Ms. Grant says that advised investors who set up a plan which is periodically reviewed and adjusted do benefit. “Otherwise, people today are so busy, they forget about it, they have tons of money there and they just forget about it. And it’s not good.”
Ms. Grant also notes that advisors are useful for investors who experience major life changes – especially those that may affect their ability to reach their financial goals.
“Things don’t stay the same, new tax things come out. Goals change … new members of the family, there’s all kinds of things that come into play there, and doing it by yourself, you don’t have the time, unfortunately,” Ms. Grant said.
Both Ms. Evans and Ms. Grant agree that non-advised investors commonly opt to work alone in order to avoid the fees of hiring an advisor. Yet, they both say that the value of working with an advisor goes far beyond this initial fee.
“One common misconception that non-advised investors might have is that by not paying a fee, they are ahead of the game,” Ms. Evans said. “I don’t think they have the proper understanding of what getting the value for that fee looks like. And that’s from both translating investment advice from a technical point of view, as well as beyond the numbers, from the relationship and the financial planning point of view.”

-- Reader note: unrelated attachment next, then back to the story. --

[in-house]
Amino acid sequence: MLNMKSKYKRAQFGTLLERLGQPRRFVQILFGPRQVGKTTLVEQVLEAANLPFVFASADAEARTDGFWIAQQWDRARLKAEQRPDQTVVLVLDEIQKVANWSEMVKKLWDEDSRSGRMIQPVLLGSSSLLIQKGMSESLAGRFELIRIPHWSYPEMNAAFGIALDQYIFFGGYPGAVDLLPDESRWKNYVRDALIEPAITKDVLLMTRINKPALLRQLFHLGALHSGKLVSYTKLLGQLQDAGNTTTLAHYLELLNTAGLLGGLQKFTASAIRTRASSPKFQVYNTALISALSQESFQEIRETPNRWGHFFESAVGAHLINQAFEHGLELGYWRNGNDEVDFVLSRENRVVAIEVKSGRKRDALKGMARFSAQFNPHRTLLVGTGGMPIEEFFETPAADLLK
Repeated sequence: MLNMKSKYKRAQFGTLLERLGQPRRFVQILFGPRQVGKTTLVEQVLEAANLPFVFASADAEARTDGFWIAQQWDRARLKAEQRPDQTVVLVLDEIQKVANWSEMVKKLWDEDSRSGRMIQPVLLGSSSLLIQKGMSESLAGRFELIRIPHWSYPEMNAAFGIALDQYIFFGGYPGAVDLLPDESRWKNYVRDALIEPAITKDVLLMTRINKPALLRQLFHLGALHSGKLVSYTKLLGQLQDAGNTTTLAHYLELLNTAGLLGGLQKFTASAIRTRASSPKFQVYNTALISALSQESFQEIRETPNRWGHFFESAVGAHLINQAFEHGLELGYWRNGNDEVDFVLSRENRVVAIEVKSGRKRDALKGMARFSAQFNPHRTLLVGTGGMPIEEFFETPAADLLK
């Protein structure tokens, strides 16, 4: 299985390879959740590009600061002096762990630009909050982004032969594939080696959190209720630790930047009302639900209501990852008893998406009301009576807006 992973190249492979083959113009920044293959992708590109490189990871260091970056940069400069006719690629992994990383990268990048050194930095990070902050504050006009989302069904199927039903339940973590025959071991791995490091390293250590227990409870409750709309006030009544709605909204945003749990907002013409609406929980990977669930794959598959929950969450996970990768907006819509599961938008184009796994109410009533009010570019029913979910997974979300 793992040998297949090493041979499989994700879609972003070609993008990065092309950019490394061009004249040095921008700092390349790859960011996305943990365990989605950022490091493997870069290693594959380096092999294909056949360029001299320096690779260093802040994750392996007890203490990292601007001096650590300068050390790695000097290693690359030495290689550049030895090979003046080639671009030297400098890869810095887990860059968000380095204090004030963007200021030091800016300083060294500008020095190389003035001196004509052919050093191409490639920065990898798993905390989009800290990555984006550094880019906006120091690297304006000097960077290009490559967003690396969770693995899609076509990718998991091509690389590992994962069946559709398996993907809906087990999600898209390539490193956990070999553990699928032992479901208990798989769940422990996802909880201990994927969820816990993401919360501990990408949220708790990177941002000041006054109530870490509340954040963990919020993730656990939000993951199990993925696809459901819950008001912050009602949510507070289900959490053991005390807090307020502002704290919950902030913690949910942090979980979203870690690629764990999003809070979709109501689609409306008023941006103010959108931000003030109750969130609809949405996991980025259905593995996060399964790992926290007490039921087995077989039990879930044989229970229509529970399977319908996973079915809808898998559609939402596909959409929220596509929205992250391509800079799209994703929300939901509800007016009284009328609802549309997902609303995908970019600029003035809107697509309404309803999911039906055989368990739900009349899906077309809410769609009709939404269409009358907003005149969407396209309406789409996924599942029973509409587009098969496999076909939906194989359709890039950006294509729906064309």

A Win-Win: How Saxo Bank's Open Approach To Investing Duly Delivered – Forbes
With an average daily turnover of $12 billion and thousands of customers using its products daily, it is fair to say that Saxo Bank is an overwhelming Danish success story. Operating as an investment bank, Saxo offers consumers a number of online trading platforms, tailored to their experience and a choice of asset class and tradeable instrument. From humble origins – the bank was set up in Copenhagen in 1992 by Kim Fournais and Lars Seier Christensen with roughly $80,000 of capital – the bank now has a firm global presence, with clients in 180 countries.